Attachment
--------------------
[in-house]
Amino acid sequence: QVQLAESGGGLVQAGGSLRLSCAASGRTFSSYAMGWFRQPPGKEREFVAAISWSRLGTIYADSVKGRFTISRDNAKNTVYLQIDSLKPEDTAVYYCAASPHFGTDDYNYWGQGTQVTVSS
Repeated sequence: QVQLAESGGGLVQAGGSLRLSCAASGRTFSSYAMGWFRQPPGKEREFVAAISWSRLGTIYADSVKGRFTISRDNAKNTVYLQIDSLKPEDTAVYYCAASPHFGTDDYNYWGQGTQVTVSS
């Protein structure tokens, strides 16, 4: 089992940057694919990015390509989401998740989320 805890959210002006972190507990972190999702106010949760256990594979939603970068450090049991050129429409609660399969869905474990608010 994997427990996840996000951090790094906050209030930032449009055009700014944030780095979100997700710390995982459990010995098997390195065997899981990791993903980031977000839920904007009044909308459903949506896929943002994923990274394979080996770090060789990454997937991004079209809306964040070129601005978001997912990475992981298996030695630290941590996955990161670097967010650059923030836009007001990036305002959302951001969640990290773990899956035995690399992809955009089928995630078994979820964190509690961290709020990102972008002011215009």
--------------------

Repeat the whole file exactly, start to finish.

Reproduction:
[in-house]
Amino acid sequence: QVQLAESGGGLVQAGGSLRLSCAASGRTFSSYAMGWFRQPPGKEREFVAAISWSRLGTIYADSVKGRFTISRDNAKNTVYLQIDSLKPEDTAVYYCAASPHFGTDDYNYWGQGTQVTVSS
Repeated sequence: QVQLAESGGGLVQAGGSLRLSCAASGRTFSSYAMGWFRQPPGKEREFVAAISWSRLGTIYADSVKGRFTISRDNAKNTVYLQIDSLKPEDTAVYYCAASPHFGTDDYNYWGQGTQVTVSS
């Protein structure tokens, strides 16, 4: 089992940057694919990015390509989401998740989320 805890959210002006972190507990972190999702106010949760256990594979939603970068450090049991050129429409609660399969869905474990608010 994997427990996840996000951090790094906050209030930032449009055009700014944030780095979100997700710390995982459990010995098997390195065997899981990791993903980031977000839920904007009044909308459903949506896929943002994923990274394979080996770090060789990454997937991004079209809306964040070129601005978001997912990475992981298996030695630290941590996955990161670097967010650059923030836009007001990036305002959302951001969640990290773990899956035995690399992809955009089928995630078994979820964190509690961290709020990102972008002011215009």